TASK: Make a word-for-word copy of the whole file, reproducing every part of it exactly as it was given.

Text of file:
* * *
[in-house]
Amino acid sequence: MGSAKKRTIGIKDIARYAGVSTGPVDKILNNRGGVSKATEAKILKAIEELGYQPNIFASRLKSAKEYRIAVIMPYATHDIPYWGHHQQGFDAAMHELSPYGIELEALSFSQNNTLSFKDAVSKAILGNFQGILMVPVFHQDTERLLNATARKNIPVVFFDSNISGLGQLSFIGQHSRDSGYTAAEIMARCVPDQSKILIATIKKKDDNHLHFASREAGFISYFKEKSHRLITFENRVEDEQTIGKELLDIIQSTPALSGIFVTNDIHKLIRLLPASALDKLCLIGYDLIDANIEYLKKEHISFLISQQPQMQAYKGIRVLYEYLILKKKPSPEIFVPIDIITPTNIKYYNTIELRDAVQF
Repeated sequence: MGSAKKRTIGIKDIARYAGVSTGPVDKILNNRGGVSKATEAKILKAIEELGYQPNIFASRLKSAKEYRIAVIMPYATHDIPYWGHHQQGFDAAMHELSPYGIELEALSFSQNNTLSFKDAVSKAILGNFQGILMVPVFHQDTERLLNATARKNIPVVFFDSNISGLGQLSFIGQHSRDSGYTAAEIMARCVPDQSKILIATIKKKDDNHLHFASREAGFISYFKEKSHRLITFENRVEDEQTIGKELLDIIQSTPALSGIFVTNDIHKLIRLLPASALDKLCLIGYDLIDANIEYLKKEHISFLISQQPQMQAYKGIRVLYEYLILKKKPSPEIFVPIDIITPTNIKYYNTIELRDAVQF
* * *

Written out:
[in-house]
Amino acid sequence: MGSAKKRTIGIKDIARYAGVSTGPVDKILNNRGGVSKATEAKILKAIEELGYQPNIFASRLKSAKEYRIAVIMPYATHDIPYWGHHQQGFDAAMHELSPYGIELEALSFSQNNTLSFKDAVSKAILGNFQGILMVPVFHQDTERLLNATARKNIPVVFFDSNISGLGQLSFIGQHSRDSGYTAAEIMARCVPDQSKILIATIKKKDDNHLHFASREAGFISYFKEKSHRLITFENRVEDEQTIGKELLDIIQSTPALSGIFVTNDIHKLIRLLPASALDKLCLIGYDLIDANIEYLKKEHISFLISQQPQMQAYKGIRVLYEYLILKKKPSPEIFVPIDIITPTNIKYYNTIELRDAVQF
Repeated sequence: MGSAKKRTIGIKDIARYAGVSTGPVDKILNNRGGVSKATEAKILKAIEELGYQPNIFASRLKSAKEYRIAVIMPYATHDIPYWGHHQQGFDAAMHELSPYGIELEALSFSQNNTLSFKDAVSKAILGNFQGILMVPVFHQDTERLLNATARKNIPVVFFDSNISGLGQLSFIGQHSRDSGYTAAEIMARCVPDQSKILIATIKKKDDNHLHFASREAGFISYFKEKSHRLITFENRVEDEQTIGKELLDIIQSTPALSGIFVTNDIHKLIRLLPASALDKLCLIGYDLIDANIEYLKKEHISFLISQQPQMQAYKGIRVLYEYLILKKKPSPEIFVPIDIITPTNIKYYNTIELRDAVQF